If you asked replica air pistol collectors to name the first CO2 powered, pellet shooting replica airgun styled to look like a semi-auto pistol but using a concealed internal rotary pellet carrier, many might suggest the Umarex CP88 from 1996. But they’d be wrong. Some might nominate the Crosman Model 1088 RepeatAir from 1992. But they’d be wrong too. To find the very first one, you have to go all the way back to 1969 and the Crosman Model 451 “GI 45” Auto Repeater. Crosman, riding high on the success of replica air pistols based on the Colt SAA and S&W .38 revolvers, decided to produce a pellet shooting, CO2 powered repeater based on the Colt 1911. The result was far from elegant and less than reliable and it sold like ice cream in December. Despite that, the little-known 451 is now one of the most sought-after and collectable of all Crosman’s replica pistols. But, would you really want to own one of these?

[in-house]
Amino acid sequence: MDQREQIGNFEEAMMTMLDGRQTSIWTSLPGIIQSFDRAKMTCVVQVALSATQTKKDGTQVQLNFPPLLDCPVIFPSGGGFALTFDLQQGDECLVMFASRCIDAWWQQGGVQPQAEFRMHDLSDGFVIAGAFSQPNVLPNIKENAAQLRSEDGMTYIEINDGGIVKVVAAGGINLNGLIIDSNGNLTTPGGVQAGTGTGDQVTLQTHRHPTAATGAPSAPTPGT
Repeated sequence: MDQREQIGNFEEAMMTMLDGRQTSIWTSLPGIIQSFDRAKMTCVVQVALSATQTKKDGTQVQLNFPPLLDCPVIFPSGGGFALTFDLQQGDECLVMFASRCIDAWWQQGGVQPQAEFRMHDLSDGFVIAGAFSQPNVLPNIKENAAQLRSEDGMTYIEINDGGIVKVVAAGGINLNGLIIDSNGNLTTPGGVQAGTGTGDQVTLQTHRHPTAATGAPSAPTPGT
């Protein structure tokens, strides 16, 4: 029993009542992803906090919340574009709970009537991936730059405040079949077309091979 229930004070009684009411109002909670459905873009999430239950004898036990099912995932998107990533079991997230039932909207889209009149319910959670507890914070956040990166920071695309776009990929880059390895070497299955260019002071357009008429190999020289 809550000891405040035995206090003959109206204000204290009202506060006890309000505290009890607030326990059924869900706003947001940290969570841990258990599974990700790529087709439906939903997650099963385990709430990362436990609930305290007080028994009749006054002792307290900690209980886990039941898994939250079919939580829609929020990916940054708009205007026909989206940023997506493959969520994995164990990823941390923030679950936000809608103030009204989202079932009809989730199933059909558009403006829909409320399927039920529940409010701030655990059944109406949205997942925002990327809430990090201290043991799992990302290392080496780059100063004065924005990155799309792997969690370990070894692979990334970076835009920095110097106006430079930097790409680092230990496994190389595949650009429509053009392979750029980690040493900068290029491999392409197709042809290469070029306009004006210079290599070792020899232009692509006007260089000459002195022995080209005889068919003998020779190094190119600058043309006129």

Relatively little seems to be known about the development of the Model 451. Most of the information in this part of the article comes from the book My Life, Our Lives by Roger Molina, Head of Sales at Crosman in the late 1960s. If anyone has additional information on the development of the 451, I’d be happy to hear about it.
The idea of a Colt 1911 replica initially came from Ed Denniston, CEO of Crosman in the late 1960s and preliminary design had been completed when Roger Molina and Denniston visited the US Army Infantry Training Center at Fort Benning in Georgia. The main purpose of the visit was to discuss the possible production by Crosman of a conversion kit for the M16 rifle which would allow it to fire BBs, ideal for training inexperienced troops destined for the conflict in Vietnam. During the visit discussions also covered an air pistol which could be used for training army personnel who would be using the Colt 1911. The US Army Training Center had evaluated the multi-shot Crosman 600 as a possible training weapon, but rejected it because it was just too different in use to the 1911. When the people from Crosman described the 1911 replica they had on the drawing board, the Army trainers seemed interested. Sensing that they might be able to achieve sales if they could produce a reliable, multi-shot air pistol which resembled the 1911, work on the development of what would become the Model 451 accelerated.